Wednesday, January 11, 2012

I Read This--DAREDEVIL #3 (2011)

I have a relationship with the character of Daredevil much like my relationship with Batman. It is one characterised by a sort of benign neglect--I have been aware that many people are writing Daredevil and Batman stories, I just never saw much of a need to actually, y'know, read them.

Most of this was due to the fact that a lot of very good Batman and Daredevil stories came out in the moment of my personal golden age (12 years old) and they had such a lasting impact that they made following up an impossible act to follow (not least because everyone who came on after seemed determined to do a mannered cover version of those seminal works which typically only carried the surface elements forward while missing things like subtlety and craft) but most because I felt like I'd gotten everything I needed in those stories and there wasn't a great deal of curiosity on my part to read more.

And, it seems, in the case of daredevil, I didn't miss much, as everyone followed the recipe of "make the title character's life a grinding hell" to ever more diminishing returns. Oh sure, there were the occasional bits of new takes to be had--the times daredevil started beating indestructible robots with sticks, fighting demonic vacuum cleaners, and a few other bits of business, but not much air got in, as the Frank Miller cover band ground on and on.

Near the middle to late 90's an attempt was made to do something a little different. Joe Kelly and Karl Kesel tried to take Daredevil back to something like his original conception as a devil-may-care man of action, and while it got pretty good notices at the time, it was scuppered as soon as Kevin Smith came on, and no expense was spared at the time by the new regime slagging off the old and getting back to the Frank Miller fanfiction.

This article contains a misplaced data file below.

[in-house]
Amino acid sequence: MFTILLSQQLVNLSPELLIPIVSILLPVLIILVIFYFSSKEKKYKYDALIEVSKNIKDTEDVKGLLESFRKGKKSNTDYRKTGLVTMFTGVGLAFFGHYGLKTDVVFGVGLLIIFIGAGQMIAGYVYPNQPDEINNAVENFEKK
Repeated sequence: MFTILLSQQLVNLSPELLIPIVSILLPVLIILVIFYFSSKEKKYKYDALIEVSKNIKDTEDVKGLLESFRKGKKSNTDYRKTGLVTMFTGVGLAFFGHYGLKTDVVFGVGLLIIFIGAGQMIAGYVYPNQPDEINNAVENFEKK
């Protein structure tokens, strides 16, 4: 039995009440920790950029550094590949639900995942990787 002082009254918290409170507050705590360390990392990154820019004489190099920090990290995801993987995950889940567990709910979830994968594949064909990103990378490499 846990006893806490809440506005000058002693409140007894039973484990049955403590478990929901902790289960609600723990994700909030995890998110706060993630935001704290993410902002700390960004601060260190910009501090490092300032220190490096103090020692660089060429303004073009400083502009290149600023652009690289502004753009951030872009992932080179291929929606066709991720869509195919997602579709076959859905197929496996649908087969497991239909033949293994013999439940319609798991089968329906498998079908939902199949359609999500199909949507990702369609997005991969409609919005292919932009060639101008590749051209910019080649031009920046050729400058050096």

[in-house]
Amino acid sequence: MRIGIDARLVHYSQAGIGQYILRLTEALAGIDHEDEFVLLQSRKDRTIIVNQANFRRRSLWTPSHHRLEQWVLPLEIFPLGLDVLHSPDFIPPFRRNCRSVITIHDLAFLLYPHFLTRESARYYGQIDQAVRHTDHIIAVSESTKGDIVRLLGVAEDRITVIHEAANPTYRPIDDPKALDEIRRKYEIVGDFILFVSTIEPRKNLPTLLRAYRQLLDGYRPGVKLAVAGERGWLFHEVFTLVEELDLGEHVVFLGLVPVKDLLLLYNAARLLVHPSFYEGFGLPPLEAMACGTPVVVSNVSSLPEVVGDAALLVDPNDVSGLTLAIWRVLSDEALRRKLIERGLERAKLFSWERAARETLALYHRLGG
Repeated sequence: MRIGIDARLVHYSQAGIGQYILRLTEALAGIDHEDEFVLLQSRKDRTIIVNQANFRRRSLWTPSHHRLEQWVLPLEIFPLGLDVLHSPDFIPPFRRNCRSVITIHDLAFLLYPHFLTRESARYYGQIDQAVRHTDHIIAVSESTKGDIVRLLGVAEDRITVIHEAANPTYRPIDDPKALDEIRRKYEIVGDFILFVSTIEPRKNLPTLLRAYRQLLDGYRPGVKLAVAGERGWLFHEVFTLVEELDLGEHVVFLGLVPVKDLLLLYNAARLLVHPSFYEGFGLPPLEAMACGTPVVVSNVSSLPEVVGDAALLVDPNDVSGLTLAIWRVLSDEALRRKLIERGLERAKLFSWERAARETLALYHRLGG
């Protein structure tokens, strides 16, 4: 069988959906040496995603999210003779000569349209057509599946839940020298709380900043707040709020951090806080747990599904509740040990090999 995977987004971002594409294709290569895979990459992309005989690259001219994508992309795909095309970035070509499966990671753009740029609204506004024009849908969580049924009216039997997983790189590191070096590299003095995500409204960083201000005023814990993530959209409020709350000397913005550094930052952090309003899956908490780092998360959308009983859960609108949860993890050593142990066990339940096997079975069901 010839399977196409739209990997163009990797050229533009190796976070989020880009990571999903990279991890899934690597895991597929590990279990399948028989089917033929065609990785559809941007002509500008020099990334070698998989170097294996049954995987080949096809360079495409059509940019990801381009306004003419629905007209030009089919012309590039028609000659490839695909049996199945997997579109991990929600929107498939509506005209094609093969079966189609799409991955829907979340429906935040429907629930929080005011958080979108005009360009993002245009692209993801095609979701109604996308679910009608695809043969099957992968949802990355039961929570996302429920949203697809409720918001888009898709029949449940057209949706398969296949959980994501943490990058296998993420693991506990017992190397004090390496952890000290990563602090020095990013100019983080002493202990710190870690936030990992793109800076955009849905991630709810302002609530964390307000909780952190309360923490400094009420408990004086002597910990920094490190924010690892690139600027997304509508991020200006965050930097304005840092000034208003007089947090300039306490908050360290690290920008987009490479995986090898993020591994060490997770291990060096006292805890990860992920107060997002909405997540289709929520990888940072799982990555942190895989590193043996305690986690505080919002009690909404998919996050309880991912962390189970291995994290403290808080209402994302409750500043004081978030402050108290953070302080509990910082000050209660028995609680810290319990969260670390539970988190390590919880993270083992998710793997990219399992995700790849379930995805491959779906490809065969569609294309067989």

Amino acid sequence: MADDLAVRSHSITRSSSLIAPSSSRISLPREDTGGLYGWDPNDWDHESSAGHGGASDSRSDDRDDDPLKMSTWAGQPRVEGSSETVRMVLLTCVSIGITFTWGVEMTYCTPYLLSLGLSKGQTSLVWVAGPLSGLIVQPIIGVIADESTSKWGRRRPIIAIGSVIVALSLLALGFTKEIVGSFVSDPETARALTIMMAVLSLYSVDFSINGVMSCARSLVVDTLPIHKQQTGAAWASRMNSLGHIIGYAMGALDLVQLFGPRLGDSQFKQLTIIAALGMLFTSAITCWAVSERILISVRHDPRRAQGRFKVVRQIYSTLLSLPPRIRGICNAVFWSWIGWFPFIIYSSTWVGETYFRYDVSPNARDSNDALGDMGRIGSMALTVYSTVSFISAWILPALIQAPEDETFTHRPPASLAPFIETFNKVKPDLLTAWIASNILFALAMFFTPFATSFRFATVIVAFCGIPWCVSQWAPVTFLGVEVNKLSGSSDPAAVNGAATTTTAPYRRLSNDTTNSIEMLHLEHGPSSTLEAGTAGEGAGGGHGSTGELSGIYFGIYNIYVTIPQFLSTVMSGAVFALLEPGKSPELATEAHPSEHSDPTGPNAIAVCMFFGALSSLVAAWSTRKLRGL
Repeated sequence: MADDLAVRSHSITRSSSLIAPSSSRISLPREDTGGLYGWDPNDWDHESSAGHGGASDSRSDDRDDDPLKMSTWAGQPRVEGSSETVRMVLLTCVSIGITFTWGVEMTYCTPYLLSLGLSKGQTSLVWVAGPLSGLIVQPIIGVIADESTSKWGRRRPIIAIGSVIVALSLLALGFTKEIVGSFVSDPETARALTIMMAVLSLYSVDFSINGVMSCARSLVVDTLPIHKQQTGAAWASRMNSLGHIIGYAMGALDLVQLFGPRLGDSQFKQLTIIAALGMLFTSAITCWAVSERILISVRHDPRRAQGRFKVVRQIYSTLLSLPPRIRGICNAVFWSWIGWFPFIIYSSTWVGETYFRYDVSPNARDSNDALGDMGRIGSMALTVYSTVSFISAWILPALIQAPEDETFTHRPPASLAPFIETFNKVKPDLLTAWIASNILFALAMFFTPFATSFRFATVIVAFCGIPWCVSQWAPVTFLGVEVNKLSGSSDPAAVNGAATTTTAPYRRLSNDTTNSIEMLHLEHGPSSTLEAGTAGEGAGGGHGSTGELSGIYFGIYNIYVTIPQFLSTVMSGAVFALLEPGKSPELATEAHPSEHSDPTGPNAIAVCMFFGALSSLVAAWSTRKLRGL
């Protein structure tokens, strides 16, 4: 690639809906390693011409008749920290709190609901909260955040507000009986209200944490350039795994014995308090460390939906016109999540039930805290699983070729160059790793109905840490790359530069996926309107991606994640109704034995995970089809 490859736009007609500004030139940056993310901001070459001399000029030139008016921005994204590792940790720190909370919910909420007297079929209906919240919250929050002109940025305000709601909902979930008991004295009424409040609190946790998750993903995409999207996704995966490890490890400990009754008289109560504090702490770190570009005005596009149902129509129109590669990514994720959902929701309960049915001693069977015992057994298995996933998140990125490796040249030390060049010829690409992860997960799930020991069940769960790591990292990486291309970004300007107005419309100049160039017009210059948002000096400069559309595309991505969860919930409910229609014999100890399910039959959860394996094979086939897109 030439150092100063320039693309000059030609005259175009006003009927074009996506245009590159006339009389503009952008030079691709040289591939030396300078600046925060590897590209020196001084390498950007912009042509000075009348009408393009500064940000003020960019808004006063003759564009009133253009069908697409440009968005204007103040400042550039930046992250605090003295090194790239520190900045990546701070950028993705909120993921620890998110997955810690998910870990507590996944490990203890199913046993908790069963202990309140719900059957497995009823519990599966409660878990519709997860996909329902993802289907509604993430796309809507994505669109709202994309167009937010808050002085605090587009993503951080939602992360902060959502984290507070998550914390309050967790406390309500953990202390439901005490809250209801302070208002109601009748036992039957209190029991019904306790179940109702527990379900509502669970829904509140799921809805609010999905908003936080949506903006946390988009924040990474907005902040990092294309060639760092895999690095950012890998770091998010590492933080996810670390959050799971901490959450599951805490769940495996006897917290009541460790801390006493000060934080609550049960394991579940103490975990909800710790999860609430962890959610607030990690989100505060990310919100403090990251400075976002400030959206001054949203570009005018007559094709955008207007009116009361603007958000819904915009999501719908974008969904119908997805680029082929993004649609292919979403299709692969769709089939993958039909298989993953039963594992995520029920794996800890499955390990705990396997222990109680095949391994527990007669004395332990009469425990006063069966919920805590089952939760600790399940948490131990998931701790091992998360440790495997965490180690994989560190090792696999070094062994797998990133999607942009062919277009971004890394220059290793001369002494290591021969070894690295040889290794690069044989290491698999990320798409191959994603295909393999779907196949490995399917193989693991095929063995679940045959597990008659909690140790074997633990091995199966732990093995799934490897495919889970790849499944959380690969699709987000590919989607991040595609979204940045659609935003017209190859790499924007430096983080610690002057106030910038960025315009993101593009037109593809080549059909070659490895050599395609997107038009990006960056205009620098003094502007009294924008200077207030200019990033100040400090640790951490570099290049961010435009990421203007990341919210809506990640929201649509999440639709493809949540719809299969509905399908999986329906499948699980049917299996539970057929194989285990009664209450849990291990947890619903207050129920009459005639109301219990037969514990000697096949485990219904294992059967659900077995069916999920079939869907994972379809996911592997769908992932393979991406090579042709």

In any event, the time to Try Something Different, seems to have come again. Mark Waid's Daredevil has been getting some pretty positive notices, and I decided to pick up an issue and see what it was all about. In an added ironic touch, in this issue, Daredevil fights Klaw, who was the guy he fought in the first issue of Daredevil I ever bought.

It's . . .good. It's got an interesting plot hook that manages to tie the villain into Daredevil's civilian milieu, the use of Klaw is rather novel, and the whole thing zips along at a clip so swift as to be virtually unheard of in this day of dragging everything out as long as possible. It's really well done, actually.

Will I come back for another issue? I don't know. I was really never that high on Daredevil and I can't say I really followed it with any great consistency. But I would like to read the early issues in trade (and plan to buy said trade), and I would say that if you like Daredevil and would like to see that it doesn't always have to be Frank Miller fanfiction, this is well worth a look.


Diana Kingston-Gabai said...

I have to hand it to Waid: good on him for figuring out a plausible way to pull DD out of the Miller Spiral. It could've come off as incredibly forced, but instead it seems to have caught on.

Of course, the problem with this approach - and the reason I haven't picked DD up - is that it opens the doors for the rest of the Marvel Universe to waltz in. Whatever the faults of the Bendis/Brubaker era, I made it through the whole thing without so much as a reference to "House of M", "Civil War" or "Secret Invasion". Not really eager to get dragged back into the Event du jour...

Kazekage said...

Yeah, I think we needed it by now too, really, and trying this for a little while is OK. Lord knows the next time Daredevil's up for a revamp we'll be right the hell back to the Miller Spiral.

True, but that was probably gonna be a danger anyway, given that Marvel has such a hard-on for "interconnectedness" and event after enervating event. I don;t think any marvel book is safe now.